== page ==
GREEN BAY, Wis. (WBAY) -- Action 2 News worked all day Wednesday to get answers from Green Bay city leaders about what led to long lines at the polls during Tuesday’s presidential primary election.
Poll workers helping the last voters at West High School after midnight on Tuesday.
Green Bay Mayor Eric Genrich put out a statement on his Facebook page Wednesday morning saying in part:
“There are some who question the decisions we made in staffing only two polling locations in a city of our size. I want to stress that this was not an option we chose eagerly. In fact, it was our last resort.”
The Mayor and the city clerk, Kris Teske, declined requests for interviews.
The council is scheduled to meet on Thursday and is expected to discuss issues during Tuesday’s election.
In a news release late Wednesday, Alderman Chris Wery says he will be asking the council to support his request for the Wisconsin Election Commission to investigate Tuesday’s Election.
Wery says the city “potentially engaged in voter suppression, disenfranchisement and COVID-19 related physical endangerment due to its decisions, actions and inactions relating to the April 7, 2020 election.”
In a Facebook post, Wery says he was disappointed the city “turned down help from the National Guard and volunteers from various groups.”
Other councilors agree, the city did not do its best to accommodate voters.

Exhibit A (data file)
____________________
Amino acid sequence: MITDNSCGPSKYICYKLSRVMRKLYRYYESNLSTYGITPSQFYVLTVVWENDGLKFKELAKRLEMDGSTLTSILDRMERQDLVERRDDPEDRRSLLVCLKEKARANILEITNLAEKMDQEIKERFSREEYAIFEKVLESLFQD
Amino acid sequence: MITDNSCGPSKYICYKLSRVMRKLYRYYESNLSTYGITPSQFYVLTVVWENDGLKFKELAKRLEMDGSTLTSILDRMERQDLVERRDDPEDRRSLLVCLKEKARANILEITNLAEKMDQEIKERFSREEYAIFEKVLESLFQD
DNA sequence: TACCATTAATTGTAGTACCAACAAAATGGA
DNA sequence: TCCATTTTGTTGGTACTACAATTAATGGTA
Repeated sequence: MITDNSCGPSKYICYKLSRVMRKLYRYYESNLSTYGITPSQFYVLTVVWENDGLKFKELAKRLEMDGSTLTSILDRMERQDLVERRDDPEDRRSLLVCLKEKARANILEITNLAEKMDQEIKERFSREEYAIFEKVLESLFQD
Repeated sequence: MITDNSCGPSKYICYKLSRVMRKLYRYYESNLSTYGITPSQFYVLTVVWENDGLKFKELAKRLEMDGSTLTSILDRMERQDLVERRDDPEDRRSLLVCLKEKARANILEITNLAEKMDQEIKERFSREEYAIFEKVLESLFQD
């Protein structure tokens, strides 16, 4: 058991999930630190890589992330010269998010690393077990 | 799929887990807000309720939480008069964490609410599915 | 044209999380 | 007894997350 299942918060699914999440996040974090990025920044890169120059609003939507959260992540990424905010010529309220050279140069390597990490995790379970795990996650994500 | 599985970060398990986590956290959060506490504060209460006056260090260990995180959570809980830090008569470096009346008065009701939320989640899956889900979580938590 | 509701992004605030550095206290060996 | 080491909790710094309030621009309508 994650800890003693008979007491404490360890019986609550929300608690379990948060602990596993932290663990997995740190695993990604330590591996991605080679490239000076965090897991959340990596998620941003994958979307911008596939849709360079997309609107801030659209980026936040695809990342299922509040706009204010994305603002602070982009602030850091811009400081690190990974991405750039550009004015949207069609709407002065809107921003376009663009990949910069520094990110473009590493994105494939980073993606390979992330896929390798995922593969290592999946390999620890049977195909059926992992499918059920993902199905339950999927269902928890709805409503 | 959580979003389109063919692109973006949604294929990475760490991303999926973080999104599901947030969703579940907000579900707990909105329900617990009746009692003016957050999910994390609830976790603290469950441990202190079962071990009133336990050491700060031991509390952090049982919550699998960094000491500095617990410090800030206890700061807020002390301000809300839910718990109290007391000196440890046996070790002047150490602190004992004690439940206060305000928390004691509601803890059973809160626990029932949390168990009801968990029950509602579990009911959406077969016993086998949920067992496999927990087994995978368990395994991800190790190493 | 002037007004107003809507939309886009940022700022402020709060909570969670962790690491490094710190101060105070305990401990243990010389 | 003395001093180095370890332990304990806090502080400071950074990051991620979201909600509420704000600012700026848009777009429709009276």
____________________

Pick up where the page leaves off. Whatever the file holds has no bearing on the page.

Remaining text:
“The City of Green Bay looked very poor last night,” said Alderman Bill Galvin.
Between Green Bay's two polling locations only about 2,600 people voted in person, which seems minimal considering the hours people waited in line to cast their vote.
“I think the Mayor originally wanted to have four polling stations instead of two, and things were changing on an hourly basis and there was very little time to react,” said Council President, Mark Steuer.
“I just think that as we look at this from a strategic perspective, we're really going to have to dissect what went wrong, and why so many municipalities across the state successfully implemented their elections; and what did Green Bay do differently that prevented us from achieving the same success,” said Alder Brian Johnson.
A city staffer tells Action 2 News there were 10 poll workers at Green Bay West High school and nine at East. Each polling place had three election technicians and volunteers and one representative from the National Guard, but the other issue was getting absentee ballots out to voters on time.
“Going forward, the state and city need to figure out different systems, so that if there is a large influx of requests for absentee ballots, we can certainly get them out,” said Galvin.
Brown County Clerk Sandy Juno was critical of how the city handled the Presidential primary election and says much needs to be looked at going into November's Presidential Election.
“Usually, your presidential preference election is kind of like a preview of what you're going to get in fall, only you have about half the voters,” said Juno.
Councilors we spoke to say they also want to caution people about making assumptions before having all the facts.
"We shouldn't be disparaging people or making assumptions or accusing people until we know everything," said Alder Galvin.
"At the end of the day this shouldn't be a witch hunt. We shouldn't be putting anybody on trial, we should be collaboratively working together so we can come up with solutions that appropriately affect the people of our city," said Johnson.
The city council meeting will be held virtually starting at 6 p.m. Thursday.